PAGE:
The Bull Elephant first broke the story of corruption in the Loudoun County Sheriff’s Office this past Friday, prior to any other news outlet or agency. Read it here.
Three days later, Virginia State Police spokeswoman Corinne Gellar issued a statement:
The Virginia State Police Bureau of Criminal Investigation’s Fairfax Field Office, at the request of Loudoun County Sheriff Mike Chapman, has initiated an investigation into an allegation of embezzlement involving a member of his agency.
Gellar goes on to state, “The investigation, which began in mid-October, remains ongoing. No arrests or charges have been made at this time.”
Loudoun Sheriff’s Office spokesperson Liz Mills followed with a statement titled, Recent Personnel Moves Uncover Possible Embezzlement. Mills states that “one employee has been placed on administrative leave,” but “[t]he Sheriff’s Office cannot disclose the name or names of any LCSO employees under investigation.” The Bull Elephant has reason to believe there are additional staff members being investigated beyond the one currently on administrative leave. Read the full statement here.
Regarding the title of the release, a source within the Sheriff’s Office confirms to TBE that while recent personnel moves have been made within the department, the moves had absolutely nothing to do with how or whether the embezzlement was revealed or came to Sheriff Chapman’s attention. In fact, the supervisor within the highly-trained and well-regarded Narcotics Division who found and revealed the evidence leading to the investigation was entirely unaffected by the recent personnel moves cited by the Sheriff’s Office press release. TBE will be looking into this further but the question seems to be:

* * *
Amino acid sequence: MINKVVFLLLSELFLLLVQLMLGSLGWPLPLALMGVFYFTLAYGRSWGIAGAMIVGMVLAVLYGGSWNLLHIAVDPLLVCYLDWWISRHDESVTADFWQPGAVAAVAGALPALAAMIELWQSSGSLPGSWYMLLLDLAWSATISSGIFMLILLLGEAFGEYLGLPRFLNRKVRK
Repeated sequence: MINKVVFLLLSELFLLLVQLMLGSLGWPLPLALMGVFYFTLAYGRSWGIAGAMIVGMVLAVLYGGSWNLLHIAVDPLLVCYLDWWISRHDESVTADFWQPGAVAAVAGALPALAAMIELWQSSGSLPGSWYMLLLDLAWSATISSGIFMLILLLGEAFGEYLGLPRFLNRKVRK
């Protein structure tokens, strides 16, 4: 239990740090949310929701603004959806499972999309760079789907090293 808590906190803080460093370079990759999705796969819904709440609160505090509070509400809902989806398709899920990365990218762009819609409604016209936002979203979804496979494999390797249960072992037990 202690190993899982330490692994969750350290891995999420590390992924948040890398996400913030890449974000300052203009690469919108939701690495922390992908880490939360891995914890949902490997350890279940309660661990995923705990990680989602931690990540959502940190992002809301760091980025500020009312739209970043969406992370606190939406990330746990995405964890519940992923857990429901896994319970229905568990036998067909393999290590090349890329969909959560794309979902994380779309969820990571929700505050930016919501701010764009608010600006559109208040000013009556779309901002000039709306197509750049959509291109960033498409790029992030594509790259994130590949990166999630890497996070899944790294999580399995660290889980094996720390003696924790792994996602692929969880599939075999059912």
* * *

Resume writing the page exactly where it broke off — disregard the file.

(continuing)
Is Sheriff Chapman attempting to take advantage of internal corruption within his own office for a shot at a headline, making it look as if HE uncovered it?
Make way for the feds.
Typically when there is public corruption involving law enforcement or political figures, there is more than one culprit as chief wrongdoers usually need at least some help in covering their tracks. This is one reason why public corruption cases are difficult to investigate. They frequently involve conspiracies, and years of carefully hidden corruption. Unless someone cooperates with authorities and helps gather or provide evidence against themselves or other(s), the government’s options can be limited. These kinds of crimes are often obscured within a larger stream of regular, legal transactions that can make getting to the bottom of the conspiracy too complicated for local or even State investigators or resources.
Consequently, as confirmed by sources close to the Virginia State Police, the most likely next step in this public corruption investigation will be federal involvement, meaning investigation by the FBI and prosecution by the U.S. Attorney’s Office. TBE is attempting to confirm this and will continue to update this story as it unfolds.